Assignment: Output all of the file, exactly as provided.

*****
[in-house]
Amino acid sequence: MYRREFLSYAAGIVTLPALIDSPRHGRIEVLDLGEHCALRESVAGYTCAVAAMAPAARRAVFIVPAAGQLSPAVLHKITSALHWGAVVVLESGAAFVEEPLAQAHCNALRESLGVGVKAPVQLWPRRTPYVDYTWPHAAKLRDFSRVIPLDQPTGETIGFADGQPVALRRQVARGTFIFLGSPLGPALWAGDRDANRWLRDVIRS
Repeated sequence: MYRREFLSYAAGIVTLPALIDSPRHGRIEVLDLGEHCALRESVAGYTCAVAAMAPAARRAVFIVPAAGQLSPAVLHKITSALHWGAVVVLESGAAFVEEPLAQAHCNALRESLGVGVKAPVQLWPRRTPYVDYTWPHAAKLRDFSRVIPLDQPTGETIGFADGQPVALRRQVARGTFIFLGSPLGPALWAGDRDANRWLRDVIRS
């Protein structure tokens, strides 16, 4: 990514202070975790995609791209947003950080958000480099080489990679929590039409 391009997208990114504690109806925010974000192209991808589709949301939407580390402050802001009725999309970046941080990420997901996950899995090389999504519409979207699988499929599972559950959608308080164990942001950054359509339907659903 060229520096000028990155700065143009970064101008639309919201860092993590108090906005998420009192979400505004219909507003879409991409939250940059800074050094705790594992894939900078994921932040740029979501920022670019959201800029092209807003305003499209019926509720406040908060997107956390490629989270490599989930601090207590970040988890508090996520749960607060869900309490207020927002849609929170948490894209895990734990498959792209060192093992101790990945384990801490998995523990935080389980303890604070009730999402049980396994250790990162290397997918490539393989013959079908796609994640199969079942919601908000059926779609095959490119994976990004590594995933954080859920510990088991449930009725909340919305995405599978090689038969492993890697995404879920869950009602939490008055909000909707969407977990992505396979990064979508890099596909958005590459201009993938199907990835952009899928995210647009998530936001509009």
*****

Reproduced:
[in-house]
Amino acid sequence: MYRREFLSYAAGIVTLPALIDSPRHGRIEVLDLGEHCALRESVAGYTCAVAAMAPAARRAVFIVPAAGQLSPAVLHKITSALHWGAVVVLESGAAFVEEPLAQAHCNALRESLGVGVKAPVQLWPRRTPYVDYTWPHAAKLRDFSRVIPLDQPTGETIGFADGQPVALRRQVARGTFIFLGSPLGPALWAGDRDANRWLRDVIRS
Repeated sequence: MYRREFLSYAAGIVTLPALIDSPRHGRIEVLDLGEHCALRESVAGYTCAVAAMAPAARRAVFIVPAAGQLSPAVLHKITSALHWGAVVVLESGAAFVEEPLAQAHCNALRESLGVGVKAPVQLWPRRTPYVDYTWPHAAKLRDFSRVIPLDQPTGETIGFADGQPVALRRQVARGTFIFLGSPLGPALWAGDRDANRWLRDVIRS
């Protein structure tokens, strides 16, 4: 990514202070975790995609791209947003950080958000480099080489990679929590039409 391009997208990114504690109806925010974000192209991808589709949301939407580390402050802001009725999309970046941080990420997901996950899995090389999504519409979207699988499929599972559950959608308080164990942001950054359509339907659903 060229520096000028990155700065143009970064101008639309919201860092993590108090906005998420009192979400505004219909507003879409991409939250940059800074050094705790594992894939900078994921932040740029979501920022670019959201800029092209807003305003499209019926509720406040908060997107956390490629989270490599989930601090207590970040988890508090996520749960607060869900309490207020927002849609929170948490894209895990734990498959792209060192093992101790990945384990801490998995523990935080389980303890604070009730999402049980396994250790990162290397997918490539393989013959079908796609994640199969079942919601908000059926779609095959490119994976990004590594995933954080859920510990088991449930009725909340919305995405599978090689038969492993890697995404879920869950009602939490008055909000909707969407977990992505396979990064979508890099596909958005590459201009993938199907990835952009899928995210647009998530936001509009």